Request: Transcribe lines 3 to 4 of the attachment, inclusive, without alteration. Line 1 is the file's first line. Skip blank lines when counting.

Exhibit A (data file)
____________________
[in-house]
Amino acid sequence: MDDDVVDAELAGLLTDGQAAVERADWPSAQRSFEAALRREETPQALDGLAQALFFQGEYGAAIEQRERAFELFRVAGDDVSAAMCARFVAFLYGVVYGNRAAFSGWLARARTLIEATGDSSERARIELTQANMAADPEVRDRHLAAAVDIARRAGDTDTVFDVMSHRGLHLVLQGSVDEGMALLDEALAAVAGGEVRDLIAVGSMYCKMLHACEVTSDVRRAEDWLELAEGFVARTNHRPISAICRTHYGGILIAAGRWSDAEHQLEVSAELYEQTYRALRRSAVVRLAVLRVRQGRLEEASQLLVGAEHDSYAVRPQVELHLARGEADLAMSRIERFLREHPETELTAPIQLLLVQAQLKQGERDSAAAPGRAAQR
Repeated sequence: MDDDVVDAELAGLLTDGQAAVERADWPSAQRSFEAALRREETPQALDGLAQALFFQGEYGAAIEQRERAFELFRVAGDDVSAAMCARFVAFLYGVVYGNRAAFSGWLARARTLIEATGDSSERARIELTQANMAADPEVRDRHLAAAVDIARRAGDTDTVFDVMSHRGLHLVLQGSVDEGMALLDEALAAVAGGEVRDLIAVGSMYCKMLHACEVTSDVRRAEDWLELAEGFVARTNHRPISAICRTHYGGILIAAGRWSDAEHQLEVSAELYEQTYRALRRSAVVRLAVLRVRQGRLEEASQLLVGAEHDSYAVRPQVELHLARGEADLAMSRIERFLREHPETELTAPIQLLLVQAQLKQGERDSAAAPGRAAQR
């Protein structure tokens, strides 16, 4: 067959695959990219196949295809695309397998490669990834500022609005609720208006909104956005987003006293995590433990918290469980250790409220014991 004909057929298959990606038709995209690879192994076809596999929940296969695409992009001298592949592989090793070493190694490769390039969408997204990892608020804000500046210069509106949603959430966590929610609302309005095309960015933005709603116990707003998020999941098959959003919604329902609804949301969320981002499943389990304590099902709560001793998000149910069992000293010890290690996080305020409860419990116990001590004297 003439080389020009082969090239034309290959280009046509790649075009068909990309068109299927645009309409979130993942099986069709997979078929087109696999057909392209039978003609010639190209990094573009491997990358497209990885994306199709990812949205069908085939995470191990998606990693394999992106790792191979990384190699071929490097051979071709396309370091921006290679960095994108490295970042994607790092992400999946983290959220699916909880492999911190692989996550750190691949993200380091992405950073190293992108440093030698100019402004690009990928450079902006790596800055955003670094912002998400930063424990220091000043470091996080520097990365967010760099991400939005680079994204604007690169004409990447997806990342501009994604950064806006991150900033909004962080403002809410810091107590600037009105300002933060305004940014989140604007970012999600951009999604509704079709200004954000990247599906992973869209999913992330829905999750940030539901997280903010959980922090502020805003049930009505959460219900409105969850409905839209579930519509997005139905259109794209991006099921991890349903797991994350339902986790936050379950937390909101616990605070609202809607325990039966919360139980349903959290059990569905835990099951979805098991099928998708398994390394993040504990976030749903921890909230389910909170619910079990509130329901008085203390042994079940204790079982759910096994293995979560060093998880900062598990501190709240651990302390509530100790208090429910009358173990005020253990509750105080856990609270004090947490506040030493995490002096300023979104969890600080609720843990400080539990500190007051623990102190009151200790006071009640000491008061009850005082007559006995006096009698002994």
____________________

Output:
Repeated sequence: MDDDVVDAELAGLLTDGQAAVERADWPSAQRSFEAALRREETPQALDGLAQALFFQGEYGAAIEQRERAFELFRVAGDDVSAAMCARFVAFLYGVVYGNRAAFSGWLARARTLIEATGDSSERARIELTQANMAADPEVRDRHLAAAVDIARRAGDTDTVFDVMSHRGLHLVLQGSVDEGMALLDEALAAVAGGEVRDLIAVGSMYCKMLHACEVTSDVRRAEDWLELAEGFVARTNHRPISAICRTHYGGILIAAGRWSDAEHQLEVSAELYEQTYRALRRSAVVRLAVLRVRQGRLEEASQLLVGAEHDSYAVRPQVELHLARGEADLAMSRIERFLREHPETELTAPIQLLLVQAQLKQGERDSAAAPGRAAQR
């Protein structure tokens, strides 16, 4: 067959695959990219196949295809695309397998490669990834500022609005609720208006909104956005987003006293995590433990918290469980250790409220014991 004909057929298959990606038709995209690879192994076809596999929940296969695409992009001298592949592989090793070493190694490769390039969408997204990892608020804000500046210069509106949603959430966590929610609302309005095309960015933005709603116990707003998020999941098959959003919604329902609804949301969320981002499943389990304590099902709560001793998000149910069992000293010890290690996080305020409860419990116990001590004297 003439080389020009082969090239034309290959280009046509790649075009068909990309068109299927645009309409979130993942099986069709997979078929087109696999057909392209039978003609010639190209990094573009491997990358497209990885994306199709990812949205069908085939995470191990998606990693394999992106790792191979990384190699071929490097051979071709396309370091921006290679960095994108490295970042994607790092992400999946983290959220699916909880492999911190692989996550750190691949993200380091992405950073190293992108440093030698100019402004690009990928450079902006790596800055955003670094912002998400930063424990220091000043470091996080520097990365967010760099991400939005680079994204604007690169004409990447997806990342501009994604950064806006991150900033909004962080403002809410810091107590600037009105300002933060305004940014989140604007970012999600951009999604509704079709200004954000990247599906992973869209999913992330829905999750940030539901997280903010959980922090502020805003049930009505959460219900409105969850409905839209579930519509997005139905259109794209991006099921991890349903797991994350339902986790936050379950937390909101616990605070609202809607325990039966919360139980349903959290059990569905835990099951979805098991099928998708398994390394993040504990976030749903921890909230389910909170619910079990509130329901008085203390042994079940204790079982759910096994293995979560060093998880900062598990501190709240651990302390509530100790208090429910009358173990005020253990509750105080856990609270004090947490506040030493995490002096300023979104969890600080609720843990400080539990500190007051623990102190009151200790006071009640000491008061009850005082007559006995006096009698002994």